It is believed that Jews have lived in Spain since the era of King Solomon (c.965-930 B.C.E.). Little information can be found on these Jews until the beginning of the first century. We do know that in 305 C.E., the Council of Toledo passed an edict forbidding Jews from blessing the crops of non-Jews and prohibiting Jews and non-Jews from eating together.
Jews lived separately in aljamas (Jewish quarters). They were given administrative control over their communities and managed their own communal affairs. Jews had their own court system, known as the Bet Din. Rabbis served as judges and rendered both religious and civil legal opinions.
The era of Muslim rule in Spain (8th-11th century) was considered the “Golden Age” for Spanish Jewry. Jewish intellectual and spiritual life flourished and many Jews served in Spanish courts. Jewish economic expansion was unparalleled. In Toledo, Jews were involved in translating Arabic texts to the romance languages, as well as translating Greek and Hebrew texts into Arabic. Jews also contributed to botany, geography, medicine, mathematics, poetry and philosophy.
Islamic culture also influenced the Jews. Muslim and Jewish customs and practices became intertwined. For example, Arabic was used for prayers rather than Hebrew or Spanish. Before entering the synagogue, Jews washed their hands and feet, which is a practice done before entering a mosque. Arab melodies were used for Jewish songs. Jews wore the clothing style of their Moorish neighbors, although they were not allowed to wear silk or furs.
Jews lived relatively in peacefully conditions in Al-Andulus for 400 years. The so called Golden Age for Jewry in Muslim Spain, but it declined after the Almovarids bebers extremist gained power in 1055 and continued to deteriorate after the Almohads came to power in 1147. Jews continued to work as moneylenders, jewelers, cobblers, tailors and tanners, however, they had to wear distinguishing clothing, such as a yellow turban.
Then Catholics Ruled, and started and developed the Inquisition and their Expulsion of Spain in 1492.
Many Spanish Jews then settled in Portugal, which allowed the practice of Judaism. In 1497, however, Portugal also expelled its Jews. King Manuel of Portugal agreed to marry the daughter of Spain’s monarchs. One of the conditions for the marriage was the expulsion of Portugal’s Jewish community. In actuality only eight Jews were exiled from Portugal and the rest converted, under duress, to Catholiscism.
In the first Sephardi Diaspora, a large number of Jews settled in North Africa and in the Ottoman Empire, especially, Turkey and Greece. Spanish exiles brought with them a unique culture, language (Ladino) and traditions. Many of these immigrants continued to speak Ladino until the 20th century.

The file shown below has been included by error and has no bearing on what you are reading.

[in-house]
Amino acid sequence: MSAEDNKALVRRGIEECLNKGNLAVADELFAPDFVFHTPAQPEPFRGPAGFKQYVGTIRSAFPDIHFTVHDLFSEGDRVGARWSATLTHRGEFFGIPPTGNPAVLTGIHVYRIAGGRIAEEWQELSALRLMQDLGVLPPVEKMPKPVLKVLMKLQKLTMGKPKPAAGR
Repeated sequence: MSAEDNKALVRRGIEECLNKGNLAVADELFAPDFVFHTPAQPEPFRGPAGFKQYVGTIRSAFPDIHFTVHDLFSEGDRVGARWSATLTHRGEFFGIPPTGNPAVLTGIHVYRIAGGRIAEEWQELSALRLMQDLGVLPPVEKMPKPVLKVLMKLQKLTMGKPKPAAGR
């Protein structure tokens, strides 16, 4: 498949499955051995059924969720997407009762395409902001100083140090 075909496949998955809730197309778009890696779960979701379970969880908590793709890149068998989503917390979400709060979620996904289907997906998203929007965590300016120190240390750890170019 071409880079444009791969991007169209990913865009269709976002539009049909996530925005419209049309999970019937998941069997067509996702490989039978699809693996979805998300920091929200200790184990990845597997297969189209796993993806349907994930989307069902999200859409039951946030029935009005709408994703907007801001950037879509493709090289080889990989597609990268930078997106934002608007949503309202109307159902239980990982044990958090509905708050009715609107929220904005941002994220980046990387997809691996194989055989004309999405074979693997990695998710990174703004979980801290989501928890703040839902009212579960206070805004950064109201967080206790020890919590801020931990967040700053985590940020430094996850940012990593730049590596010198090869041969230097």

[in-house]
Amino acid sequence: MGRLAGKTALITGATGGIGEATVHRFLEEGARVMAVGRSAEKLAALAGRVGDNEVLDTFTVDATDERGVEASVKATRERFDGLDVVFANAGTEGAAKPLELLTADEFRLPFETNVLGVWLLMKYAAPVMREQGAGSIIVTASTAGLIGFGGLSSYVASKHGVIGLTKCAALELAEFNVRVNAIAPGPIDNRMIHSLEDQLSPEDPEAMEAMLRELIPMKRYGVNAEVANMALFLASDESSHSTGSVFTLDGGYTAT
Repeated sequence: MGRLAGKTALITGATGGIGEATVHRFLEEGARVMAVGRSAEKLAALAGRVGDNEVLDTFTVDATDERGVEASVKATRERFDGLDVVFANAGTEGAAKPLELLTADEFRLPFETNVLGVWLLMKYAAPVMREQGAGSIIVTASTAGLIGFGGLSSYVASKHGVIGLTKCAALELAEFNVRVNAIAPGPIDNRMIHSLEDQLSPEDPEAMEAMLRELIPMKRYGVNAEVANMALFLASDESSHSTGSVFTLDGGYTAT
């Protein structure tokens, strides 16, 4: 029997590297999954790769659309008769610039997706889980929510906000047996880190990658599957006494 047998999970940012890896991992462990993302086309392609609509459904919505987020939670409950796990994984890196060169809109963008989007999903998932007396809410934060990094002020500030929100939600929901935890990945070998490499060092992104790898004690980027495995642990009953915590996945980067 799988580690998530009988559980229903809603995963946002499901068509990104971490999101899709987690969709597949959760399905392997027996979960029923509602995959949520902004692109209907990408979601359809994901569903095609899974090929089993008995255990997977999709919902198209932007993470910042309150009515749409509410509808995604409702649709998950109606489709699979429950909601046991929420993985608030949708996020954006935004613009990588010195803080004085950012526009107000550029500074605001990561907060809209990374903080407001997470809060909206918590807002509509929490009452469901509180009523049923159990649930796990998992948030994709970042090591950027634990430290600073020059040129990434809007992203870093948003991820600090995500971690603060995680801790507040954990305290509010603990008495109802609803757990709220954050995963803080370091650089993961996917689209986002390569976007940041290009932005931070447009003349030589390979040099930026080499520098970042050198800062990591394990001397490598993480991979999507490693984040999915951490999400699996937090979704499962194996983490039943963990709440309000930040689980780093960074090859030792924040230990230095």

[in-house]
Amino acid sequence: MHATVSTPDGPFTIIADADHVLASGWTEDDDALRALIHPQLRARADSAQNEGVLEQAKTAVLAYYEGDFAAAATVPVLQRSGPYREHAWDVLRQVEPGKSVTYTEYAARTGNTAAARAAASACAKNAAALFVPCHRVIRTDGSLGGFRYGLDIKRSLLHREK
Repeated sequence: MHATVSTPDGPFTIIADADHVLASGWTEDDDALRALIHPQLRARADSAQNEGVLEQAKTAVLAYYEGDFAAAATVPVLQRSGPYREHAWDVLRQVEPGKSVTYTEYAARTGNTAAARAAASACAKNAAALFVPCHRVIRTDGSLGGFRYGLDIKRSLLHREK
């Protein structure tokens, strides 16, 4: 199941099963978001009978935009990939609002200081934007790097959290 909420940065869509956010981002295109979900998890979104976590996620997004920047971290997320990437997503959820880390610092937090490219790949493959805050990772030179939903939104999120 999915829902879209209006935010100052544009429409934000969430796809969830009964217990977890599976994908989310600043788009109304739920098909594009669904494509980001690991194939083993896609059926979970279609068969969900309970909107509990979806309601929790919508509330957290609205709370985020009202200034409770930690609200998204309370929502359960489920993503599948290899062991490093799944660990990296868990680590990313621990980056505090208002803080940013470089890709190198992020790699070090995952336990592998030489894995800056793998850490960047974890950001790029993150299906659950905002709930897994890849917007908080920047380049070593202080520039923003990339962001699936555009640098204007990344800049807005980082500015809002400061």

Large Sephardic communities were founded in Venice, Leghorn, London, Bordeaux, Bayonne and Hamburg. These immigrants spoke Portugese and Spanish and many adapted mainstream Western European culture. Successful business enterprises were started by the Sephardim and their trade networks became famous worldwide.
A Marrano or Sephardic Diaspora took place a century later. Some Marranos had settled in Portugal and eventually moved to Holland, where they were allowed to outwardly practice Judaism. Many settled in Western Europe and moved to the Americas. By the 1500s there were fully functioning Jewish Communities in Brasil, Suriname, Curaçao, Haiti, Dominican Republic, Jamaica and Barbados.
Marranos who settled in Latin America continued practicing crypto-Judaism for many years because Spain began an inquisition in its New World colonies. Fear of persecution led Crypto-Jews to settle in remote villages. Today, descendants of crypto-Jews can be found all over Latin America but mostly in Colorado and New Mexico, USA.
There are thriving traditional jewish communities, lots of history and wonderful synagogues to visit in Argentina, the Dominican Republic, Cuba, Puerto Rico, rest of the Caribbean, Panama, Curazao, Jamaica, St Thomas, Guyana, Brasil, Ecuador, Mexico etc.
There are Sephardic communities in the Arab world which traditionally were more receptive to modernity than their Ashkenazi counterparts in Europe, very distintive as the Ethiopian ; Yemenites Jewry or the Bukharan Jews from Central Asia. The Zionist movement became popular among Sephardic Jews in North Africa. Many Sephardic rabbis in the Ottoman Empire supported Zionism and the Zionist movement spread to many Muslim countries in North Africa, such as in Egypt and Tunisia.
Ashkenaz:medieval Centro-Eastern Europe or German region Jews.